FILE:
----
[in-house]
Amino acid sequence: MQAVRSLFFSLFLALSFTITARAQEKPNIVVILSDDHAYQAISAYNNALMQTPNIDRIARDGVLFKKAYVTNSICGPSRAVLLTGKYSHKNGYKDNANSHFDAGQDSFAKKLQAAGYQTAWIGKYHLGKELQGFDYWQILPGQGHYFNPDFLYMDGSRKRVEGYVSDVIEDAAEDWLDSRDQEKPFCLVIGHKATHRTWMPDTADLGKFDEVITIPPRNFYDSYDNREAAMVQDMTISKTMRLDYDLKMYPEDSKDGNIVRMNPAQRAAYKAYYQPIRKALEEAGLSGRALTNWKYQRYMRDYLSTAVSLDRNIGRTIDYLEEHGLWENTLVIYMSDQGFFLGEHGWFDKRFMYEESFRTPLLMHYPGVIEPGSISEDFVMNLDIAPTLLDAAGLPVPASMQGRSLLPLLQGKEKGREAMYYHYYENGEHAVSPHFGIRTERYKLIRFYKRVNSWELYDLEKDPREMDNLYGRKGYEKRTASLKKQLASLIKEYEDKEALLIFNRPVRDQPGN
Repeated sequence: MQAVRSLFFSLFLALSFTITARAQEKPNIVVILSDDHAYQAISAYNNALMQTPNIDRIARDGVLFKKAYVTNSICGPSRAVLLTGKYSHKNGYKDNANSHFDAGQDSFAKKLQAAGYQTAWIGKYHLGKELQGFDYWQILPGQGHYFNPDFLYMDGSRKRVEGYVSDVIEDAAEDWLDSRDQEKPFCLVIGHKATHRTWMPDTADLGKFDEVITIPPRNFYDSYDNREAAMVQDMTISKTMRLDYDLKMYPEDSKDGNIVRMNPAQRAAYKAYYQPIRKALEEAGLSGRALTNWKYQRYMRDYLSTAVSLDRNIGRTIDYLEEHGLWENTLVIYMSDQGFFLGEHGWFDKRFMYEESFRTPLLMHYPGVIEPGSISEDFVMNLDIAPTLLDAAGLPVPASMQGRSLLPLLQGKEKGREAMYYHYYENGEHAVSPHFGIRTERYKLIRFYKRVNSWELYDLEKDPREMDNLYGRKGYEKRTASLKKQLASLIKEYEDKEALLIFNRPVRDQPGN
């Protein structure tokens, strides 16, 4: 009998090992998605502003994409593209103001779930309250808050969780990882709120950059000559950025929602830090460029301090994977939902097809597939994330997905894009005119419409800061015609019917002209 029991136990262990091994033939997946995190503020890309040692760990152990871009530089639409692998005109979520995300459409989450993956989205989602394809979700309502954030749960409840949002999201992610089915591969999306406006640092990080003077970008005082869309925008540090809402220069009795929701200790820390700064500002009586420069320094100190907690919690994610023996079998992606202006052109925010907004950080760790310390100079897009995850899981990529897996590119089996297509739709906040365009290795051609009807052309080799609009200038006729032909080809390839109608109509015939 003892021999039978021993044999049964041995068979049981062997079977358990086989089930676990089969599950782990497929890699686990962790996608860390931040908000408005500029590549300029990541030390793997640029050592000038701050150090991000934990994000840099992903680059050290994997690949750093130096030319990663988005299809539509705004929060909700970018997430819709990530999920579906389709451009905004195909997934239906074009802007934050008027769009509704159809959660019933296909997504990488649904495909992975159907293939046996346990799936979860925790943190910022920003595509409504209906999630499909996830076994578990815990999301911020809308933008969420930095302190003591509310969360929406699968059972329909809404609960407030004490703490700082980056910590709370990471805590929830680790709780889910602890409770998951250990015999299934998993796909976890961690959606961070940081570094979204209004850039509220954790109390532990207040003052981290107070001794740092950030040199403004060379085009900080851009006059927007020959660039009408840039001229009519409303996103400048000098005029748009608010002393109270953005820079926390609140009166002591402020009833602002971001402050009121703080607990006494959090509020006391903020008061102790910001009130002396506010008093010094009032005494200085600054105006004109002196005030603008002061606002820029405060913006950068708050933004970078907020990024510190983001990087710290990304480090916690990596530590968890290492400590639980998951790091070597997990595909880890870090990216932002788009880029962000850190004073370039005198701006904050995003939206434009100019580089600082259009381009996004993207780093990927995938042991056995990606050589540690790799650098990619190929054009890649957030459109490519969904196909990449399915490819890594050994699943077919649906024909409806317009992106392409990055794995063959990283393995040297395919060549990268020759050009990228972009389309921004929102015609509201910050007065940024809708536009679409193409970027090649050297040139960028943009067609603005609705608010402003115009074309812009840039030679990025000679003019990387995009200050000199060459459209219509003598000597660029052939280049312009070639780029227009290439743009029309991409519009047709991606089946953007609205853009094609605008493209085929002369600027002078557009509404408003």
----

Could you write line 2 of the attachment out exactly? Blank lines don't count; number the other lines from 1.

Amino acid sequence: MQAVRSLFFSLFLALSFTITARAQEKPNIVVILSDDHAYQAISAYNNALMQTPNIDRIARDGVLFKKAYVTNSICGPSRAVLLTGKYSHKNGYKDNANSHFDAGQDSFAKKLQAAGYQTAWIGKYHLGKELQGFDYWQILPGQGHYFNPDFLYMDGSRKRVEGYVSDVIEDAAEDWLDSRDQEKPFCLVIGHKATHRTWMPDTADLGKFDEVITIPPRNFYDSYDNREAAMVQDMTISKTMRLDYDLKMYPEDSKDGNIVRMNPAQRAAYKAYYQPIRKALEEAGLSGRALTNWKYQRYMRDYLSTAVSLDRNIGRTIDYLEEHGLWENTLVIYMSDQGFFLGEHGWFDKRFMYEESFRTPLLMHYPGVIEPGSISEDFVMNLDIAPTLLDAAGLPVPASMQGRSLLPLLQGKEKGREAMYYHYYENGEHAVSPHFGIRTERYKLIRFYKRVNSWELYDLEKDPREMDNLYGRKGYEKRTASLKKQLASLIKEYEDKEALLIFNRPVRDQPGN